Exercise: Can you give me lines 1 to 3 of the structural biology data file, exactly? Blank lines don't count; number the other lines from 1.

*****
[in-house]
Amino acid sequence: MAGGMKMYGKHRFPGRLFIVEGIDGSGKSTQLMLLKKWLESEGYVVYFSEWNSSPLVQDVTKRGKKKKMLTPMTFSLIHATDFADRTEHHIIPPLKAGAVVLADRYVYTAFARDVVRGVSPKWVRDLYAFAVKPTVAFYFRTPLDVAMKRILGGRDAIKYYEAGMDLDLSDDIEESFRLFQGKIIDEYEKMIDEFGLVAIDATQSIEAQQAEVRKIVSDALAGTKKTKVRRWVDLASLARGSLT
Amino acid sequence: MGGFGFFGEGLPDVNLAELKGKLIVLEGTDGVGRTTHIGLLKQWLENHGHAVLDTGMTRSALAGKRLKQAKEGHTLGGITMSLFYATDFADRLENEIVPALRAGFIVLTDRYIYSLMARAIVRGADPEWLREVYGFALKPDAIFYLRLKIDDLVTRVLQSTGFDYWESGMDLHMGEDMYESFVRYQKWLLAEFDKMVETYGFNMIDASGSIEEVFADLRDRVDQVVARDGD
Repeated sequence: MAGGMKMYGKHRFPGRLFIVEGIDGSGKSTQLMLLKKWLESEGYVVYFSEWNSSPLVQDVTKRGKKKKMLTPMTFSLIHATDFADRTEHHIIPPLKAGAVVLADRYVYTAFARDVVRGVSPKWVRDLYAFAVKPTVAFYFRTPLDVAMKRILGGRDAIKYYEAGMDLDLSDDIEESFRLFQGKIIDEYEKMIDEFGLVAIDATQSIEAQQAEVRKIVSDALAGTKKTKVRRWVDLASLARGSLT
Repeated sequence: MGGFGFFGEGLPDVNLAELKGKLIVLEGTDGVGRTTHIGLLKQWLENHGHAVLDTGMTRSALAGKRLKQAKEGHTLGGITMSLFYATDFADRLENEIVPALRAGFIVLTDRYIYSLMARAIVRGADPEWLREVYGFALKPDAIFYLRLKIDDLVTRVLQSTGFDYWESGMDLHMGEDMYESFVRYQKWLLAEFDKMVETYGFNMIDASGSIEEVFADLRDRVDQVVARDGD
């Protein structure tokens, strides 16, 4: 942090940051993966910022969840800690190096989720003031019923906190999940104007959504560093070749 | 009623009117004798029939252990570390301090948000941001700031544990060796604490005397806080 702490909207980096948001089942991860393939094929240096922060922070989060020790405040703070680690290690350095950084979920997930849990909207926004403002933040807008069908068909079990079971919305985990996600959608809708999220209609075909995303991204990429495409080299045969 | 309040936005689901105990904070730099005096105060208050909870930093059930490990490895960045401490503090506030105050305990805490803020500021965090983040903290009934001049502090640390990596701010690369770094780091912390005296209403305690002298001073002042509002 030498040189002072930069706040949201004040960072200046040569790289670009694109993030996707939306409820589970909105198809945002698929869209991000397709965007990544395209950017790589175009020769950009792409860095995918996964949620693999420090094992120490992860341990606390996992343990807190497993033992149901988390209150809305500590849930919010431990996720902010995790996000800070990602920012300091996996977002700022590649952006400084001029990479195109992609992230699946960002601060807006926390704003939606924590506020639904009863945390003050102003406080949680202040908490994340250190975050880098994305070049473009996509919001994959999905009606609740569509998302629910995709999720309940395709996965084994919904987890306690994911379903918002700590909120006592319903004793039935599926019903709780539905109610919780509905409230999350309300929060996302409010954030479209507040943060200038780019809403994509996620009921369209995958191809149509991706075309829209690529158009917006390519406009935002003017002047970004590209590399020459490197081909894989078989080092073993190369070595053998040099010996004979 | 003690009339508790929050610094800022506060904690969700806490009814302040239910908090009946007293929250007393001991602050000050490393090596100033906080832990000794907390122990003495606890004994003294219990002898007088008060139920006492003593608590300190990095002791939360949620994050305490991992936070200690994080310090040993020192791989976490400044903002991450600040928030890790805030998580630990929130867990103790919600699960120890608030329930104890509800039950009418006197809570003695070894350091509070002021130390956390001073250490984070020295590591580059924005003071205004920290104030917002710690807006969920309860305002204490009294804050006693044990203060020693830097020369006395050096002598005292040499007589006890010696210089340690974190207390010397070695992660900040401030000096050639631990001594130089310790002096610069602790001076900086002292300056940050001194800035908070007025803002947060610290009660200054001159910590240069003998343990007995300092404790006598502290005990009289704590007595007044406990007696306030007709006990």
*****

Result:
[in-house]
Amino acid sequence: MAGGMKMYGKHRFPGRLFIVEGIDGSGKSTQLMLLKKWLESEGYVVYFSEWNSSPLVQDVTKRGKKKKMLTPMTFSLIHATDFADRTEHHIIPPLKAGAVVLADRYVYTAFARDVVRGVSPKWVRDLYAFAVKPTVAFYFRTPLDVAMKRILGGRDAIKYYEAGMDLDLSDDIEESFRLFQGKIIDEYEKMIDEFGLVAIDATQSIEAQQAEVRKIVSDALAGTKKTKVRRWVDLASLARGSLT
Amino acid sequence: MGGFGFFGEGLPDVNLAELKGKLIVLEGTDGVGRTTHIGLLKQWLENHGHAVLDTGMTRSALAGKRLKQAKEGHTLGGITMSLFYATDFADRLENEIVPALRAGFIVLTDRYIYSLMARAIVRGADPEWLREVYGFALKPDAIFYLRLKIDDLVTRVLQSTGFDYWESGMDLHMGEDMYESFVRYQKWLLAEFDKMVETYGFNMIDASGSIEEVFADLRDRVDQVVARDGD